Daniel Ricciardo

Sergio Perez says Massa’s to blame for Canadian GP crash


After being handed a five-spot grid penalty for the next Formula One race in Austria, Sahara Force India driver Sergio Perez has come out and blamed Felipe Massa for their incident yesterday in the Canadian Grand Prix.

Perez and Massa were battling for fourth place when they came together at Turn 1. Both cars crashed heavily into the barriers, forcing Red Bull’s Sebastian Vettel to weave through the chaos.

In handing Perez the penalty, stewards ruled that the Mexican changed his line and left Massa with nowhere to go. But this morning, Perez gave his side of the story on the @ClubForce Twitter account.

The team then followed Checo’s quotes with this:

Both Massa and Williams head of vehicle performance Rob Smedley have pointed the finger at Perez for the accident.

In comments to Britain’s Press Association, Massa not only showed his disgust with Perez but with the penalty given by the stewards, which he feels is not enough.

Smedley also added that he showed stewards a radio transcript that proves Force India allowed Perez to continue despite a rear brake issue.

“We showed them evidence from the radio transcript – which I think was around lap 67 – where he [Pérez] said ‘I’ve no rear brakes’ I think was his comment,” Smedley said. “They [Force India] said ‘Well if you can carry on, carry on, and if you can’t, pit’.

“That says to me it’s a fairly terminal problem.”

Perez had moved up from 13th on the grid yesterday to shadow then-race leader Nico Rosberg in the second half of the race before the braking problems set in during the final laps.

IndyCar 2015 Driver Review: Marco Andretti

Marco Andretti
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MotorSportsTalk continues its run through the Verizon IndyCar Series field in 2015 with Marco Andretti, who finished ninth after another top-10 season in points.

Marco Andretti, No. 27 Andretti Autosport Honda

  • 2014: 9th Place, Best Finish 2nd, Best Start 5th, 2 Podiums, 2 Top-5, 9 Top-10, 23 Laps Led, 12.4 Avg. Start, 12.2 Avg. Finish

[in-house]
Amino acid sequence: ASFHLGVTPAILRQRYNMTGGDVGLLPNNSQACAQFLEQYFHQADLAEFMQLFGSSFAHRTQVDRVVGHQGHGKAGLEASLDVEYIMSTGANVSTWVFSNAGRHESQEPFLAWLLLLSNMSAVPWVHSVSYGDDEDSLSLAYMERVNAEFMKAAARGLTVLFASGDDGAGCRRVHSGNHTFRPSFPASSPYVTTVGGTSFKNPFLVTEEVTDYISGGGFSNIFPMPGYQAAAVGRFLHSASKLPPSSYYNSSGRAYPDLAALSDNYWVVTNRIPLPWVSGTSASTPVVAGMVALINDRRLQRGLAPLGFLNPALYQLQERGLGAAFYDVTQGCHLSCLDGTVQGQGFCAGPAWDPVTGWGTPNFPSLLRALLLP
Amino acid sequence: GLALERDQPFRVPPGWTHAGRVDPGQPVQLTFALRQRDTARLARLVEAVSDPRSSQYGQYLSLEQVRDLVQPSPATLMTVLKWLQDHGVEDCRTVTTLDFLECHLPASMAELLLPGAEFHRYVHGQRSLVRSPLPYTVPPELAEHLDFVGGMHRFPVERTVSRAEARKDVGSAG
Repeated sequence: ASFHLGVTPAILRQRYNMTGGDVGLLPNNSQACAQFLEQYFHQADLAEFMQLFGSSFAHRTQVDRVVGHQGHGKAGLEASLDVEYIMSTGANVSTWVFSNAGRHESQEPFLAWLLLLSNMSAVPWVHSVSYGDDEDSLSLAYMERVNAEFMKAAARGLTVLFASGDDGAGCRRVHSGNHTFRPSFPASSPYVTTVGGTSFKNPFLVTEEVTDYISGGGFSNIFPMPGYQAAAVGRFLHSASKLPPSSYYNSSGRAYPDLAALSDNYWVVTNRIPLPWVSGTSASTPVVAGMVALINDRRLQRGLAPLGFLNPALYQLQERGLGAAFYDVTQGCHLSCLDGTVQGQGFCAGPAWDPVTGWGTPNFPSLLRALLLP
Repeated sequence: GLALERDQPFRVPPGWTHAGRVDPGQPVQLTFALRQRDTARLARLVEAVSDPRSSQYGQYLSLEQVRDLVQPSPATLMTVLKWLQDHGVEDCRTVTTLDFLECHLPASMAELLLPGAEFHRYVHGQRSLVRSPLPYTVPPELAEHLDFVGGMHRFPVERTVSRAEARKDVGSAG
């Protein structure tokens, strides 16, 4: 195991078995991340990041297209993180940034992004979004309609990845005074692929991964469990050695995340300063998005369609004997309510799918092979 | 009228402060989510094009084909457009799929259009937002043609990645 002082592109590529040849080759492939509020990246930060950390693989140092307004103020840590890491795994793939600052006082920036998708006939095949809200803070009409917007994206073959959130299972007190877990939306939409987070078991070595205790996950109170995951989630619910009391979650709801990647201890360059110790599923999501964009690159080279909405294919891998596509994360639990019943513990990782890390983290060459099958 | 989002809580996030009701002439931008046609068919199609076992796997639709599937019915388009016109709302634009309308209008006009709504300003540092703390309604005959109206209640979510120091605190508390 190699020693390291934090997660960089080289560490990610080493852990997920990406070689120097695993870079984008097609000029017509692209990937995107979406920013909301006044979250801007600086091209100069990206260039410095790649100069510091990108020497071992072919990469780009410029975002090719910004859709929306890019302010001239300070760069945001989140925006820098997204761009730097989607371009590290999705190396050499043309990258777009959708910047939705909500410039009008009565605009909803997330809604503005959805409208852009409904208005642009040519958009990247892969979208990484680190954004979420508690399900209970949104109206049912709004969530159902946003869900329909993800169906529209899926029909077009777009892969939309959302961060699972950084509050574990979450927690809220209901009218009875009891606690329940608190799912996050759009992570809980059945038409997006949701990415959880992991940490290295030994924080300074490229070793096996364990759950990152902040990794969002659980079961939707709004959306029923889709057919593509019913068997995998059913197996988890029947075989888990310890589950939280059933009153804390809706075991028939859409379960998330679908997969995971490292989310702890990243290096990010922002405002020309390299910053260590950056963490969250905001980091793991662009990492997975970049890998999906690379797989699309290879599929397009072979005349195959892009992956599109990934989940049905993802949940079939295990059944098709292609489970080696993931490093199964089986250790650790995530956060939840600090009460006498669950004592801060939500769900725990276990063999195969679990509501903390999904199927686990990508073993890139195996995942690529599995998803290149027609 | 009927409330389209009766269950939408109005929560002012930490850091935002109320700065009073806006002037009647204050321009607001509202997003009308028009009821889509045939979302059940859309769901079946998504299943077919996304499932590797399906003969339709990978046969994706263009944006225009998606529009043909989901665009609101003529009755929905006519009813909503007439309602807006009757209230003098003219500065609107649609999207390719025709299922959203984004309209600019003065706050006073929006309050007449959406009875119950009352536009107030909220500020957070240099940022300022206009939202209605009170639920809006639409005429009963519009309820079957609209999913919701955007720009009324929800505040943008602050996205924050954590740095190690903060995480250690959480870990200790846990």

• 2015: 9th Place, Best Finish 2nd, Best Start 3rd, 2 Podiums, 4 Top-5, 11 Top-10, 60 Laps Led, 11.5 Avg. Start, 9.1 Avg. Finish

It was a dependable, quiet but usually consistent season from Marco Andretti, who up until the final quarter of the season had actually been his father’s most reliable finisher.

Andretti didn’t necessarily have a ton of standout drives but he was usually there or thereabouts, and by the end of the day he was often at the low ends of the top-10, which earlier this year given the at-times troublesome Honda aero kit package on road and street courses was more of an accomplishment than you’d think. Three top-10 results in the first four races was proof positive of that.

As ever Andretti excelled most on the big ovals. Sixth at the Indianapolis 500 was as good as was possible given the lack of top-end speed; similarly, he probably could have emerged at the head of the field at Fontana, ending third when all was said and done.

His best result was second in the rain at Detroit race one, although coming second to teammate Carlos Munoz had to sting a little bit. Andretti had driven well that race, and was unfortunate not to be rewarded with his first win in four years.

The thing that would have been his standout stat of the year, finishing every lap, game unglued with an odd accident on home soil in Pocono. It was a shame to see because Andretti was typically good, if not great, for yet another season.

IndyCar 2015 Driver Review: Tony Kanaan

Tony Kanaan
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MotorSportsTalk continues its run through the driver-by-driver lineup in the Verizon IndyCar Series, after the 2015 season, with eighth-placed Tony Kanaan.

Tony Kanaan, No. 10 Chip Ganassi Racing Chevrolet

  • 2014: 7th Place, 1 Win, Best Start 2nd, 6 Podiums, 6 Top-5, 12 Top-10, 407 Laps Led, 9.2 Avg. Start, 9.3 Avg. Finish
  • 2015: 8th Place, Best Finish 2nd, Best Start 2nd, 3 Podiums, 6 Top-5, 10 Top-10, 213 Laps Led, 7.6 Avg Start, 9.9 Avg. Finish

You have to give TK credit. Armed with one of the best cars on the grid, Kanaan has certainly raised his game the last two years, and probably hasn’t received enough credit or enough results for some of his drives he’s put in since joining Chip Ganassi Racing after the 2013 season.

The 2015 season was no exception. All 10 of his top-10 finishes were between second and seventh, so there were plenty of times he was in win and podium contention. The other area where he improved was his qualifying. Kanaan only had two starts outside the top-12 all season, one of which occurred at Detroit race two, where the grid was set by points following a rain cancellation. Detroit was pretty much the only weekend where Kanaan didn’t figure into qualifying or the race. Blame the Taylor Swift-inspired Big Machine Records livery for that one if you want.

Accidents at the Indianapolis 500 and Pocono were costly retirements as Kanaan definitely had a shot to win both those races. But realistically you couldn’t find many other faults. Losing a sure win at Iowa due to a mechanical issue was a gutting blow. He was also unlucky to come up just shy at Fontana, and may have prevailed in a last-lap shootout.

More often that not however, Kanaan was firmly on top of his game, and reliably on par with his championship-winning teammate Scott Dixon, which was all you could ask for. It’s fitting the two of them opened the year as part of the winning lineup in the Rolex 24 at Daytona, with Kanaan then helping out matters by finishing ahead of Juan Pablo Montoya at Sonoma, to ensure Dixon had enough points to win the title on countback.